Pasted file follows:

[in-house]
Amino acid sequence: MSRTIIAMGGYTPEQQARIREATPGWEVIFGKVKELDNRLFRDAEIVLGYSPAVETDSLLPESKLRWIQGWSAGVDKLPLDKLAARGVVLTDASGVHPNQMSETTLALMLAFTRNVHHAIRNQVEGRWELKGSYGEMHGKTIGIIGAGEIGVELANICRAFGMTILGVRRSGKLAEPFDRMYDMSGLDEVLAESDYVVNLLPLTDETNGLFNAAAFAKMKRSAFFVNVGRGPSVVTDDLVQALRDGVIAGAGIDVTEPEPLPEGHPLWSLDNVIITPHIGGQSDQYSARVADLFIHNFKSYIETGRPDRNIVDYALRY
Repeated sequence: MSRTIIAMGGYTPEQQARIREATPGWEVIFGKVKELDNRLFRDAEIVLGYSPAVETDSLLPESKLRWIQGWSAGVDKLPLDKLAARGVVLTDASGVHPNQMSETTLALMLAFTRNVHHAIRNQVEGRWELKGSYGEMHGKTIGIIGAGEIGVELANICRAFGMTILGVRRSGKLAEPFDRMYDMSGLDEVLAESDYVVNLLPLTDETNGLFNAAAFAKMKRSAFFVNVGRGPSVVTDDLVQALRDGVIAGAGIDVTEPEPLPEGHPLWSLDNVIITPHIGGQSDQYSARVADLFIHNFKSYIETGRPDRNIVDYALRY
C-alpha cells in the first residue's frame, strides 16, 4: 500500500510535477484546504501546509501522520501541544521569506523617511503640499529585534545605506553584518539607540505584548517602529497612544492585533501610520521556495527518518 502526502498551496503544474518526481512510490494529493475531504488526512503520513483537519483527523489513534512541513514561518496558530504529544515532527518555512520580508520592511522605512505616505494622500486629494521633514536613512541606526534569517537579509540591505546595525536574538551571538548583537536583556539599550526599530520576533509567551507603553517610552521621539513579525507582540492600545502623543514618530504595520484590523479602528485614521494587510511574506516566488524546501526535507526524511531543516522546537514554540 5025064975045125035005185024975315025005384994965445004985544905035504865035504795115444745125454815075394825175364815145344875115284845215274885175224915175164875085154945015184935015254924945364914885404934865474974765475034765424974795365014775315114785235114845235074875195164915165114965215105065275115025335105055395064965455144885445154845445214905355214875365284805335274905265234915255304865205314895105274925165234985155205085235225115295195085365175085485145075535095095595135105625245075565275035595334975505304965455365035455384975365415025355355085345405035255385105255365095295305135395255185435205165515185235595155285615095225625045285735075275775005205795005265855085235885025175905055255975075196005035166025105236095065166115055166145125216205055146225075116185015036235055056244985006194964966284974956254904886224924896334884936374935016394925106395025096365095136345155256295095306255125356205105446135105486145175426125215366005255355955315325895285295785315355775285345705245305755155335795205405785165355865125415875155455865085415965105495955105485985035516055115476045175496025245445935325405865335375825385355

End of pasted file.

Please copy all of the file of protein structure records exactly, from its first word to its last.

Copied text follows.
[in-house]
Amino acid sequence: MSRTIIAMGGYTPEQQARIREATPGWEVIFGKVKELDNRLFRDAEIVLGYSPAVETDSLLPESKLRWIQGWSAGVDKLPLDKLAARGVVLTDASGVHPNQMSETTLALMLAFTRNVHHAIRNQVEGRWELKGSYGEMHGKTIGIIGAGEIGVELANICRAFGMTILGVRRSGKLAEPFDRMYDMSGLDEVLAESDYVVNLLPLTDETNGLFNAAAFAKMKRSAFFVNVGRGPSVVTDDLVQALRDGVIAGAGIDVTEPEPLPEGHPLWSLDNVIITPHIGGQSDQYSARVADLFIHNFKSYIETGRPDRNIVDYALRY
Repeated sequence: MSRTIIAMGGYTPEQQARIREATPGWEVIFGKVKELDNRLFRDAEIVLGYSPAVETDSLLPESKLRWIQGWSAGVDKLPLDKLAARGVVLTDASGVHPNQMSETTLALMLAFTRNVHHAIRNQVEGRWELKGSYGEMHGKTIGIIGAGEIGVELANICRAFGMTILGVRRSGKLAEPFDRMYDMSGLDEVLAESDYVVNLLPLTDETNGLFNAAAFAKMKRSAFFVNVGRGPSVVTDDLVQALRDGVIAGAGIDVTEPEPLPEGHPLWSLDNVIITPHIGGQSDQYSARVADLFIHNFKSYIETGRPDRNIVDYALRY
C-alpha cells in the first residue's frame, strides 16, 4: 500500500510535477484546504501546509501522520501541544521569506523617511503640499529585534545605506553584518539607540505584548517602529497612544492585533501610520521556495527518518 502526502498551496503544474518526481512510490494529493475531504488526512503520513483537519483527523489513534512541513514561518496558530504529544515532527518555512520580508520592511522605512505616505494622500486629494521633514536613512541606526534569517537579509540591505546595525536574538551571538548583537536583556539599550526599530520576533509567551507603553517610552521621539513579525507582540492600545502623543514618530504595520484590523479602528485614521494587510511574506516566488524546501526535507526524511531543516522546537514554540 5025064975045125035005185024975315025005384994965445004985544905035504865035504795115444745125454815075394825175364815145344875115284845215274885175224915175164875085154945015184935015254924945364914885404934865474974765475034765424974795365014775315114785235114845235074875195164915165114965215105065275115025335105055395064965455144885445154845445214905355214875365284805335274905265234915255304865205314895105274925165234985155205085235225115295195085365175085485145075535095095595135105625245075565275035595334975505304965455365035455384975365415025355355085345405035255385105255365095295305135395255185435205165515185235595155285615095225625045285735075275775005205795005265855085235885025175905055255975075196005035166025105236095065166115055166145125216205055146225075116185015036235055056244985006194964966284974956254904886224924896334884936374935016394925106395025096365095136345155256295095306255125356205105446135105486145175426125215366005255355955315325895285295785315355775285345705245305755155335795205405785165355865125415875155455865085415965105495955105485985035516055115476045175496025245445935325405865335375825385355